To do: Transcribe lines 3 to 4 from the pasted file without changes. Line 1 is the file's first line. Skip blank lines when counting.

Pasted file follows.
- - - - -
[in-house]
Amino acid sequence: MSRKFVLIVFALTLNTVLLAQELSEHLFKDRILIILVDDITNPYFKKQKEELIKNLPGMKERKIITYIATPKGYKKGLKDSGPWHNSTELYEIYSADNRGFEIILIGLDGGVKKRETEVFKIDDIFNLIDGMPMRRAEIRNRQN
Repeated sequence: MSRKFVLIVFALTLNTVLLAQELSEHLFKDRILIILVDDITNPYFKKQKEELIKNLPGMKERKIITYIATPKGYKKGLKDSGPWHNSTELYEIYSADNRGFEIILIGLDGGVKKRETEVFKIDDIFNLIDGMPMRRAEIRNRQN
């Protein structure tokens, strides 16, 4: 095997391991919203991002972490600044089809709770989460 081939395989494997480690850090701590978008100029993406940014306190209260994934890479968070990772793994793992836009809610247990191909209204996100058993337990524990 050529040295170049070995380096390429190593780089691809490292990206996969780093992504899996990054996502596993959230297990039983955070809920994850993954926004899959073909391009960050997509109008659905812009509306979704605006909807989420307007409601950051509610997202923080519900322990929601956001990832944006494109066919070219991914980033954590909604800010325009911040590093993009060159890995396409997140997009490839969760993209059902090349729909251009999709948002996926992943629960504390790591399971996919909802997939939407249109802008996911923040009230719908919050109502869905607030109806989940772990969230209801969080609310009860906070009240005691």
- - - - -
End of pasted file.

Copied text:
Repeated sequence: MSRKFVLIVFALTLNTVLLAQELSEHLFKDRILIILVDDITNPYFKKQKEELIKNLPGMKERKIITYIATPKGYKKGLKDSGPWHNSTELYEIYSADNRGFEIILIGLDGGVKKRETEVFKIDDIFNLIDGMPMRRAEIRNRQN
């Protein structure tokens, strides 16, 4: 095997391991919203991002972490600044089809709770989460 081939395989494997480690850090701590978008100029993406940014306190209260994934890479968070990772793994793992836009809610247990191909209204996100058993337990524990 050529040295170049070995380096390429190593780089691809490292990206996969780093992504899996990054996502596993959230297990039983955070809920994850993954926004899959073909391009960050997509109008659905812009509306979704605006909807989420307007409601950051509610997202923080519900322990929601956001990832944006494109066919070219991914980033954590909604800010325009911040590093993009060159890995396409997140997009490839969760993209059902090349729909251009999709948002996926992943629960504390790591399971996919909802997939939407249109802008996911923040009230719908919050109502869905607030109806989940772990969230209801969080609310009860906070009240005691």